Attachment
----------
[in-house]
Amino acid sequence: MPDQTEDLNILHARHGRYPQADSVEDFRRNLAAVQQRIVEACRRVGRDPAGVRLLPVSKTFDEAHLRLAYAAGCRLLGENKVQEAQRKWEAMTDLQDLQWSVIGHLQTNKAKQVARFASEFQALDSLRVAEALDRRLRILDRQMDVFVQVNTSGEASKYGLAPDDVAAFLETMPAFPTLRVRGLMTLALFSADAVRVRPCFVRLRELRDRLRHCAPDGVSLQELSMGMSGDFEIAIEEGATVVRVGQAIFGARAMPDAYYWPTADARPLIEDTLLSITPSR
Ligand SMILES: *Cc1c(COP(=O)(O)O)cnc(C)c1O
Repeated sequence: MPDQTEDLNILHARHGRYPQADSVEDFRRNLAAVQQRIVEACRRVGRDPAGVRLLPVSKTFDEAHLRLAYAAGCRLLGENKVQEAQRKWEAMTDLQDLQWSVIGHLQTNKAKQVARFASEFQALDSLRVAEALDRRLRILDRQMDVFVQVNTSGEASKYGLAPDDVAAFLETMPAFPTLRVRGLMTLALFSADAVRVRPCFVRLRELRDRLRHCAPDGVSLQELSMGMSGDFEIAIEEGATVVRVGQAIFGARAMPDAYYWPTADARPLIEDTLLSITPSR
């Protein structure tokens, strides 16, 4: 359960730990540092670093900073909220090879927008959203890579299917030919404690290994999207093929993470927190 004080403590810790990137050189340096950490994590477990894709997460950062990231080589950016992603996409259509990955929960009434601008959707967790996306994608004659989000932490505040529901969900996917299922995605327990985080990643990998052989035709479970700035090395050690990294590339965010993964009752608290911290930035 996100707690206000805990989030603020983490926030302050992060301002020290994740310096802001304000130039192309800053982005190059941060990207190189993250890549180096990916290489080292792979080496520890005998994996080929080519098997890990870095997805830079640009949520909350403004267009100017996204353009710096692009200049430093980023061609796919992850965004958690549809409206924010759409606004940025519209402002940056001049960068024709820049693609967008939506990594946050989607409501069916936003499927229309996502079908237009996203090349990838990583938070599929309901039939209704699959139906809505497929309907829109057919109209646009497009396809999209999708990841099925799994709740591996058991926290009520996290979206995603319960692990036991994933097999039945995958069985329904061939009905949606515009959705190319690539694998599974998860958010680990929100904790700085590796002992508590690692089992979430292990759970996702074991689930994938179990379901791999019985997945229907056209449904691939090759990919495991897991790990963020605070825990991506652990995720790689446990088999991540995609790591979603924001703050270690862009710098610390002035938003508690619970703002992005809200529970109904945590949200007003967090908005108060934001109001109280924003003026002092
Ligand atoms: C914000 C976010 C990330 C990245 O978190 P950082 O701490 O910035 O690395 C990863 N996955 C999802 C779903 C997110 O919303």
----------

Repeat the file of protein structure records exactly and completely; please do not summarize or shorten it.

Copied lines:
[in-house]
Amino acid sequence: MPDQTEDLNILHARHGRYPQADSVEDFRRNLAAVQQRIVEACRRVGRDPAGVRLLPVSKTFDEAHLRLAYAAGCRLLGENKVQEAQRKWEAMTDLQDLQWSVIGHLQTNKAKQVARFASEFQALDSLRVAEALDRRLRILDRQMDVFVQVNTSGEASKYGLAPDDVAAFLETMPAFPTLRVRGLMTLALFSADAVRVRPCFVRLRELRDRLRHCAPDGVSLQELSMGMSGDFEIAIEEGATVVRVGQAIFGARAMPDAYYWPTADARPLIEDTLLSITPSR
Ligand SMILES: *Cc1c(COP(=O)(O)O)cnc(C)c1O
Repeated sequence: MPDQTEDLNILHARHGRYPQADSVEDFRRNLAAVQQRIVEACRRVGRDPAGVRLLPVSKTFDEAHLRLAYAAGCRLLGENKVQEAQRKWEAMTDLQDLQWSVIGHLQTNKAKQVARFASEFQALDSLRVAEALDRRLRILDRQMDVFVQVNTSGEASKYGLAPDDVAAFLETMPAFPTLRVRGLMTLALFSADAVRVRPCFVRLRELRDRLRHCAPDGVSLQELSMGMSGDFEIAIEEGATVVRVGQAIFGARAMPDAYYWPTADARPLIEDTLLSITPSR
């Protein structure tokens, strides 16, 4: 359960730990540092670093900073909220090879927008959203890579299917030919404690290994999207093929993470927190 004080403590810790990137050189340096950490994590477990894709997460950062990231080589950016992603996409259509990955929960009434601008959707967790996306994608004659989000932490505040529901969900996917299922995605327990985080990643990998052989035709479970700035090395050690990294590339965010993964009752608290911290930035 996100707690206000805990989030603020983490926030302050992060301002020290994740310096802001304000130039192309800053982005190059941060990207190189993250890549180096990916290489080292792979080496520890005998994996080929080519098997890990870095997805830079640009949520909350403004267009100017996204353009710096692009200049430093980023061609796919992850965004958690549809409206924010759409606004940025519209402002940056001049960068024709820049693609967008939506990594946050989607409501069916936003499927229309996502079908237009996203090349990838990583938070599929309901039939209704699959139906809505497929309907829109057919109209646009497009396809999209999708990841099925799994709740591996058991926290009520996290979206995603319960692990036991994933097999039945995958069985329904061939009905949606515009959705190319690539694998599974998860958010680990929100904790700085590796002992508590690692089992979430292990759970996702074991689930994938179990379901791999019985997945229907056209449904691939090759990919495991897991790990963020605070825990991506652990995720790689446990088999991540995609790591979603924001703050270690862009710098610390002035938003508690619970703002992005809200529970109904945590949200007003967090908005108060934001109001109280924003003026002092
Ligand atoms: C914000 C976010 C990330 C990245 O978190 P950082 O701490 O910035 O690395 C990863 N996955 C999802 C779903 C997110 O919303």